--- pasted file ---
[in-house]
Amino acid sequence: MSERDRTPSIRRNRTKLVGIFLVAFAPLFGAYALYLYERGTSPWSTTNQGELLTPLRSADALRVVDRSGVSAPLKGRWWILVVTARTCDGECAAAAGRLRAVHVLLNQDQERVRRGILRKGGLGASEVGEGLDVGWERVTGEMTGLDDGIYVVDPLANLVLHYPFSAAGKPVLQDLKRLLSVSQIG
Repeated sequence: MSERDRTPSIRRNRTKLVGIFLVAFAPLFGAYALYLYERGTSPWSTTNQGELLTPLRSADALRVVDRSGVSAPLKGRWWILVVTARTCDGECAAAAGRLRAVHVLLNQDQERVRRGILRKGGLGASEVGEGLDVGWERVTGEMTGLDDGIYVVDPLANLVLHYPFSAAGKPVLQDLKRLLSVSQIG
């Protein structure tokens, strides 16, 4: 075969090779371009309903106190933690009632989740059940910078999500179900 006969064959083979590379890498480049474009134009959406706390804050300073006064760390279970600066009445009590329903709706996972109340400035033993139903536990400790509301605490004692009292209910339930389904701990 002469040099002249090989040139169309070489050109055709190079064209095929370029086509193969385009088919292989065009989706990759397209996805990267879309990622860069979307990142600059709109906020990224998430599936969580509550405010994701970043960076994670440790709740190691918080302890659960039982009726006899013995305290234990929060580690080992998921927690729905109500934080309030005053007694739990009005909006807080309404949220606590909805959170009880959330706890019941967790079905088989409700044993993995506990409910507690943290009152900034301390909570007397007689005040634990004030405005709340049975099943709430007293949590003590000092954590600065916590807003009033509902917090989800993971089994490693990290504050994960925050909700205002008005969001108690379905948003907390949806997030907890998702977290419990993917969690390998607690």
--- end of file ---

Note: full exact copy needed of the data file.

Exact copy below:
[in-house]
Amino acid sequence: MSERDRTPSIRRNRTKLVGIFLVAFAPLFGAYALYLYERGTSPWSTTNQGELLTPLRSADALRVVDRSGVSAPLKGRWWILVVTARTCDGECAAAAGRLRAVHVLLNQDQERVRRGILRKGGLGASEVGEGLDVGWERVTGEMTGLDDGIYVVDPLANLVLHYPFSAAGKPVLQDLKRLLSVSQIG
Repeated sequence: MSERDRTPSIRRNRTKLVGIFLVAFAPLFGAYALYLYERGTSPWSTTNQGELLTPLRSADALRVVDRSGVSAPLKGRWWILVVTARTCDGECAAAAGRLRAVHVLLNQDQERVRRGILRKGGLGASEVGEGLDVGWERVTGEMTGLDDGIYVVDPLANLVLHYPFSAAGKPVLQDLKRLLSVSQIG
């Protein structure tokens, strides 16, 4: 075969090779371009309903106190933690009632989740059940910078999500179900 006969064959083979590379890498480049474009134009959406706390804050300073006064760390279970600066009445009590329903709706996972109340400035033993139903536990400790509301605490004692009292209910339930389904701990 002469040099002249090989040139169309070489050109055709190079064209095929370029086509193969385009088919292989065009989706990759397209996805990267879309990622860069979307990142600059709109906020990224998430599936969580509550405010994701970043960076994670440790709740190691918080302890659960039982009726006899013995305290234990929060580690080992998921927690729905109500934080309030005053007694739990009005909006807080309404949220606590909805959170009880959330706890019941967790079905088989409700044993993995506990409910507690943290009152900034301390909570007397007689005040634990004030405005709340049975099943709430007293949590003590000092954590600065916590807003009033509902917090989800993971089994490693990290504050994960925050909700205002008005969001108690379905948003907390949806997030907890998702977290419990993917969690390998607690």